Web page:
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  1. Susan Haack (1987). Realism. Synthese 73 (2):275 - 299.
    Realism is multiply ambiguous. The central concern of Part 1 of this paper is to distinguish several of its many senses — four (Theoretical Realism, Cumulative Realism, Progressive Realism and Optimistic Realism) in which it refers to theses about the status of scientific theories, and five (Minimal Realism, Ambitious Absolutism, Transcendentalism, Nidealism, Scholastic Realism) in which it refers to theses about the nature of truth or truth-bearers. Because Realism has these several, largely independent, senses, the conventional wisdom that Tarski's theory (...)
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  2. Shelby D. Hunt (2011). Theory Status, Inductive Realism, and Approximate Truth: No Miracles, No Charades. International Studies in the Philosophy of Science 25 (2):159 - 178.
    The concept of approximate truth plays a prominent role in most versions of scientific realism. However, adequately conceptualizing ?approximate truth? has proved challenging. This article argues that the goal of articulating the concept of approximate truth can be advanced by first investigating the processes by which science accords theories the status of accepted or rejected. Accordingly, this article uses a path diagram model as a visual heuristic for the purpose of showing the processes in science that are involved in determining (...)
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  3. Kevin T. Kelly & Clark Glymour (1989). Convergence to the Truth and Nothing but the Truth. Philosophy of Science 56 (2):185-220.
    One construal of convergent realism is that for each clear question, scientific inquiry eventually answers it. In this paper we adapt the techniques of formal learning theory to determine in a precise manner the circumstances under which this ideal is achievable. In particular, we define two criteria of convergence to the truth on the basis of evidence. The first, which we call EA convergence, demands that the theorist converge to the complete truth "all at once". The second, which we call (...)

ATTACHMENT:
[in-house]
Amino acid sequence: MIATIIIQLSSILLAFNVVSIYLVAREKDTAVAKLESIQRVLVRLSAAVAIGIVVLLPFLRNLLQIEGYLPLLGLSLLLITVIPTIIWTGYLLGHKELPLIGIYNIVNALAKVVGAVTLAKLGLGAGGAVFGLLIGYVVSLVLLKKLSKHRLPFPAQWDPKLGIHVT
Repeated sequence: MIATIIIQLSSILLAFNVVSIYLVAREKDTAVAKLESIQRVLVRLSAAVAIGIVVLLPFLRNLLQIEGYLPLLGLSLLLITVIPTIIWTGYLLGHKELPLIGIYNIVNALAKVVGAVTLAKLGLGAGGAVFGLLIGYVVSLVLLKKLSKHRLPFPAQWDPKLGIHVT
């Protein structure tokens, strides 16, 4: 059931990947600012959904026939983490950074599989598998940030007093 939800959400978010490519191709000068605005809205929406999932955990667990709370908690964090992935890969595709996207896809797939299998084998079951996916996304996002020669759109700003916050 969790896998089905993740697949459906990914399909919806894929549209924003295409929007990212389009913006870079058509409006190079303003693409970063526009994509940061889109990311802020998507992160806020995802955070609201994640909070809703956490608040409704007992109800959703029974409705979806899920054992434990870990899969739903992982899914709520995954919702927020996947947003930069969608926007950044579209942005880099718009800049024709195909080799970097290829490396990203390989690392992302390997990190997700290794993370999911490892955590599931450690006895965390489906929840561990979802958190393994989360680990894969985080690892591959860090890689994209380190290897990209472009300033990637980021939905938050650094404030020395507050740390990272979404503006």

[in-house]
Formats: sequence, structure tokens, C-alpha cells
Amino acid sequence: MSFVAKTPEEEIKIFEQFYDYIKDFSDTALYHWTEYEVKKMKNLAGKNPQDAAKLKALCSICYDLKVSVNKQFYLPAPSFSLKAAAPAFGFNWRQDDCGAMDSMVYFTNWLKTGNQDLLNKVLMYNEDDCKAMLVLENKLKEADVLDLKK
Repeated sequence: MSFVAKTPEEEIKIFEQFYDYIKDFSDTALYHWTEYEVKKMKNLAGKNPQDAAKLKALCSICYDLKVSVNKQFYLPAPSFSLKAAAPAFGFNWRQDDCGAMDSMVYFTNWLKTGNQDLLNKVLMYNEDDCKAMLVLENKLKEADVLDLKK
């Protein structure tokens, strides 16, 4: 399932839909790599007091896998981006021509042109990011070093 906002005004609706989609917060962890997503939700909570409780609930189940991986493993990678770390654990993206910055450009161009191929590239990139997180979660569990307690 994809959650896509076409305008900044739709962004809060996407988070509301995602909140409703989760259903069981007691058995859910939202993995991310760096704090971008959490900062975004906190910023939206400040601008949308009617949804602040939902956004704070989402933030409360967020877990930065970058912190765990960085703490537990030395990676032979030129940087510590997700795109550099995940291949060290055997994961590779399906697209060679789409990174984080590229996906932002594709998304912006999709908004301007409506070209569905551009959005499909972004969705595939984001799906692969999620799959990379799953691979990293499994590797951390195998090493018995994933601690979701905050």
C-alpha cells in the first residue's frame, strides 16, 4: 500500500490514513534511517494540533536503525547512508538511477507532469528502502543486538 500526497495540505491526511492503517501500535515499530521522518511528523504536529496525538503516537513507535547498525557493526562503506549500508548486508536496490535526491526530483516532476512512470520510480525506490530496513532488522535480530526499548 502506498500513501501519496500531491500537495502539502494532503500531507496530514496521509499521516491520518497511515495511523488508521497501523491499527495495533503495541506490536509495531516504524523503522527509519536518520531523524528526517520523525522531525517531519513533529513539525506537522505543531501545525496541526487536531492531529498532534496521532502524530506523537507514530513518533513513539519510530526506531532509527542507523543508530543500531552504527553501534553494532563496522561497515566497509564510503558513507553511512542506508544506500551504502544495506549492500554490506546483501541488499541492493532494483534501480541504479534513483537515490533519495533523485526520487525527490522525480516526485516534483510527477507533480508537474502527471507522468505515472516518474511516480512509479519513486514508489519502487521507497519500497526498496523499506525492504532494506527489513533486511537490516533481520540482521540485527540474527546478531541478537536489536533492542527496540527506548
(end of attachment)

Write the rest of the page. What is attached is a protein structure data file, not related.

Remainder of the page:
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  4. Theo A. F. Kuipers (2005). Another Start for Abduction Aiming at Empirical Progress: Reply to Joke Meheus. Poznan Studies in the Philosophy of the Sciences and the Humanities 83 (1):218-220.
    This paper primarily deals with the conceptual prospects for generalizing the aim of abduction from the standard one of explaining surprising or anomalous observations to that of empirical progress or even truth approximation. It turns out that the main abduction task then becomes the instrumentalist task of theory revision aiming at an empirically more successful theory, relative to the available data, but not necessarily compatible with them. The rest, that is, genuine empirical progress as well as observational, referential and theoretical (...)
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  5. Duncan Macintosh (1994). Partial Convergence and Approximate Truth. British Journal for the Philosophy of Science 45 (1):153-170.
    Scientific Realists argue that it would be a miracle if scientific theories were getting more predictive without getting closer to the truth; so they must be getting closer to the truth. Van Fraassen, Laudan et al. argue that owing to the underdetermination of theory by data (UDT) for all we know, it is a miracle, a fluke. So we should not believe in even the approximate truth of theories. I argue that there is a test for who is right: suppose (...)
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  6. Irene Mikenberg, Newton C. A. Costdaa & Rolando Chuaqui (1986). Pragmatic Truth and Approximation to Truth. Journal of Symbolic Logic 51 (1):201-221.
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  7. Robert Northcott (2013). Verisimilitude: A Causal Approach. Synthese 190 (9):1471-1488.
    I present a new definition of verisimilitude, framed in terms of causes. Roughly speaking, according to it a scientific model is approximately true if it captures accurately the strengths of the causes present in any given situation. Against much of the literature, I argue that any satisfactory account of verisimilitude must inevitably restrict its judgments to context-specific models rather than general theories. We may still endorse—and only need—a relativized notion of scientific progress, understood now not as global advance but rather (...)